2/11/2022 12/31/2021 Delta
1 Yr. AAA Municipal GO  0.80% 0.17% 0.53%
5 Yr. AAA Municipal GO  1.37% 0.57% 0.80%
10 Yr. AAA Municipal GO  1.62% 1.04% 0.58%
30 Yr. AAA Municipal GO  2.02% 1.48% 0.54%

Source:  Bloomberg, City Different Investments Calculations

Investment grade bonds

Investment grade bonds have increased 46 to 59 basis points year to date.
  2/11/2022 12/31/2021 Delta
1 Yr. US Corp IG  1.16% 0.70% 0.46%
5 Yr. US Corp IG  2.53% 1.94% 0.59%
10 Yr. US Corp IG  3.15% 2.56% 0.59%
30 Yr. US Corp IG  3.56% 3.06% 0.50%

Source:  Bloomberg, City Different Investments Calculations


What can we take away from all of this?

The pandemic has brought about many changes to the economy. The good news: The economy is resilient. The not-so-good news: There is no playbook for the aggressive actions the Fed took to combat the pandemic and the long-term impacts these actions will have. However, our playbook remains the same – in this or any environment:

  • Stay diversified between stocks and bonds.
  • If you are not getting paid to take risk in the markets, take less. For the bond market that means maintain lower durations (yields after adjusting for inflation/real yields are negative) and take less credit risk, as credit spreads are very narrow.
  • Understand your investment horizon and invest accordingly.


For additional insights on inflation and other topics, visit our blog.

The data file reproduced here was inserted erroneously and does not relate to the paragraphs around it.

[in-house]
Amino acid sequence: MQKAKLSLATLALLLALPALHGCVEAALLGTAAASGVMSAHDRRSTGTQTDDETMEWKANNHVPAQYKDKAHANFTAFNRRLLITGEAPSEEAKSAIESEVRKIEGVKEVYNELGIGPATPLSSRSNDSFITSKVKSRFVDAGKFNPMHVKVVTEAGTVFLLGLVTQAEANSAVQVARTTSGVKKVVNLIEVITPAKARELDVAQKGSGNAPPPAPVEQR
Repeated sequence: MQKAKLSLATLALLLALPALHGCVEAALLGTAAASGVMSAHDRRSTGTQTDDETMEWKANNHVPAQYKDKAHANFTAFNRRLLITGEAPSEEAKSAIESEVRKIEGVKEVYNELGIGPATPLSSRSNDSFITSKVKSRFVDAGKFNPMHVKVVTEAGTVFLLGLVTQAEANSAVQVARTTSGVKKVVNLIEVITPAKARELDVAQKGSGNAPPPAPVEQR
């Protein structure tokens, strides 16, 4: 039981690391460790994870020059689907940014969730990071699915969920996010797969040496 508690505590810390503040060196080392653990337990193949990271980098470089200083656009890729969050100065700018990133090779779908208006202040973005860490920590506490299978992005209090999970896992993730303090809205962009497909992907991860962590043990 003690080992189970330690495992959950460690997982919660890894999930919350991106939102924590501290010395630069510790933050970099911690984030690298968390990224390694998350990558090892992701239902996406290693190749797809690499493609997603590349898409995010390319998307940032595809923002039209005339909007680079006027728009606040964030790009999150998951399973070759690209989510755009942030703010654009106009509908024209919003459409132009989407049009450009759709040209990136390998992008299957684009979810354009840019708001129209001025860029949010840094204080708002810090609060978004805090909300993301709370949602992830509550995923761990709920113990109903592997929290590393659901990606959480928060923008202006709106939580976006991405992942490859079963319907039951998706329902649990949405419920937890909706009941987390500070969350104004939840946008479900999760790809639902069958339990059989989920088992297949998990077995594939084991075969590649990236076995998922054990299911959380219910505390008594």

The information and statistics contained in this communication have been obtained from sources we believe to be reliable but cannot be guaranteed. Any projections, market outlooks or forecasts discussed herein are forward-looking statements and are based upon certain assumptions. Other events that were not taken into account may occur and may significantly affect the returns or performance of these investments. Any projections, outlooks or assumptions should not be construed to be indicative of the actual events which will occur. These projections, market outlooks or estimates are subject to change without notice. Please remember that past performance may not be indicative of future results. Different types of investments involve varying degrees of risk, and there can be no assurance that the future performance of any specific investment, investment strategy, or product, or any non-investment related content, made reference to directly or indirectly in this communication will be profitable, equal any corresponding indicated historical performance level(s), be suitable for your portfolio or individual situation or prove successful. Due to various factors, including changing market conditions and/or applicable laws, the content may no longer be reflective of current opinions or positions. No discussion or information contained herein serves as the provision of, or as a substitute for, personalized investment advice. To the extent that a reader has any questions regarding the applicability above to his/her individual situation of any specific issue discussed, he/she is encouraged to consult with the professional advisor of his/her choosing. City Different Investments is neither a law firm nor a certified public accounting firm and no portion of this content should be construed as legal, tax, or accounting advice.